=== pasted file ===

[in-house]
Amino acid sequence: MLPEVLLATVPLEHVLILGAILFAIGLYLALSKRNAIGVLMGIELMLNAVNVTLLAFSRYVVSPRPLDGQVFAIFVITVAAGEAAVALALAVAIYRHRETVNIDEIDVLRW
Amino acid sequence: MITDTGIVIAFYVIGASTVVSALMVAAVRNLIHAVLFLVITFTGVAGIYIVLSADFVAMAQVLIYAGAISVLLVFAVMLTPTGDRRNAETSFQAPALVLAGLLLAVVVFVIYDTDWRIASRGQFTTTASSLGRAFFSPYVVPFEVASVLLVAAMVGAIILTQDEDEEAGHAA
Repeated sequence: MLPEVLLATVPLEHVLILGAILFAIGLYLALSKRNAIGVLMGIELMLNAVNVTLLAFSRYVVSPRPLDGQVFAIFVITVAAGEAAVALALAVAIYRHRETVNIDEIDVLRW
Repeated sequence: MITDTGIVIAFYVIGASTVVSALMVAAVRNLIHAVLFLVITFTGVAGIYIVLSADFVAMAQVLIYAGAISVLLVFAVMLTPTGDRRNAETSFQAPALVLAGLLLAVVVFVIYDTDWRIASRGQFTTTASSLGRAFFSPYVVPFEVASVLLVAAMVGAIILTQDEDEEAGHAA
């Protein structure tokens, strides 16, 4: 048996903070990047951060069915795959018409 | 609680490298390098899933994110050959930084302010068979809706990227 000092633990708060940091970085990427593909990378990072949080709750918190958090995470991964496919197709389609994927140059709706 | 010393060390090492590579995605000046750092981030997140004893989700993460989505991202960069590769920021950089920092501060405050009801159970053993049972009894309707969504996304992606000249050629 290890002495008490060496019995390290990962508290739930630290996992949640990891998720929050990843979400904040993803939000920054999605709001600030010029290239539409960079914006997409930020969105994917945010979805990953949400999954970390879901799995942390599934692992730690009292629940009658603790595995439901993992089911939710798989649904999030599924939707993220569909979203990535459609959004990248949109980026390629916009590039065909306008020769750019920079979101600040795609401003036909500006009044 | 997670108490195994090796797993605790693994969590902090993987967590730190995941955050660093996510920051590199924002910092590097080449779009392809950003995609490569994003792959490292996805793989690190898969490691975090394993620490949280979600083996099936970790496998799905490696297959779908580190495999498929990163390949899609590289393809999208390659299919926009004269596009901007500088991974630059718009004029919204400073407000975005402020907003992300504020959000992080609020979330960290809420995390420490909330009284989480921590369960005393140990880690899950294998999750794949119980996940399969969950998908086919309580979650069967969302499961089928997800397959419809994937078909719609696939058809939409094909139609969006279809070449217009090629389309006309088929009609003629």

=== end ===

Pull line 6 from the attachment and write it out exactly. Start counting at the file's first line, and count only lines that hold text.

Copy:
């Protein structure tokens, strides 16, 4: 048996903070990047951060069915795959018409 | 609680490298390098899933994110050959930084302010068979809706990227 000092633990708060940091970085990427593909990378990072949080709750918190958090995470991964496919197709389609994927140059709706 | 010393060390090492590579995605000046750092981030997140004893989700993460989505991202960069590769920021950089920092501060405050009801159970053993049972009894309707969504996304992606000249050629 290890002495008490060496019995390290990962508290739930630290996992949640990891998720929050990843979400904040993803939000920054999605709001600030010029290239539409960079914006997409930020969105994917945010979805990953949400999954970390879901799995942390599934692992730690009292629940009658603790595995439901993992089911939710798989649904999030599924939707993220569909979203990535459609959004990248949109980026390629916009590039065909306008020769750019920079979101600040795609401003036909500006009044 | 997670108490195994090796797993605790693994969590902090993987967590730190995941955050660093996510920051590199924002910092590097080449779009392809950003995609490569994003792959490292996805793989690190898969490691975090394993620490949280979600083996099936970790496998799905490696297959779908580190495999498929990163390949899609590289393809999208390659299919926009004269596009901007500088991974630059718009004029919204400073407000975005402020907003992300504020959000992080609020979330960290809420995390420490909330009284989480921590369960005393140990880690899950294998999750794949119980996940399969969950998908086919309580979650069967969302499961089928997800397959419809994937078909719609696939058809939409094909139609969006279809070449217009090629389309006309088929009609003629």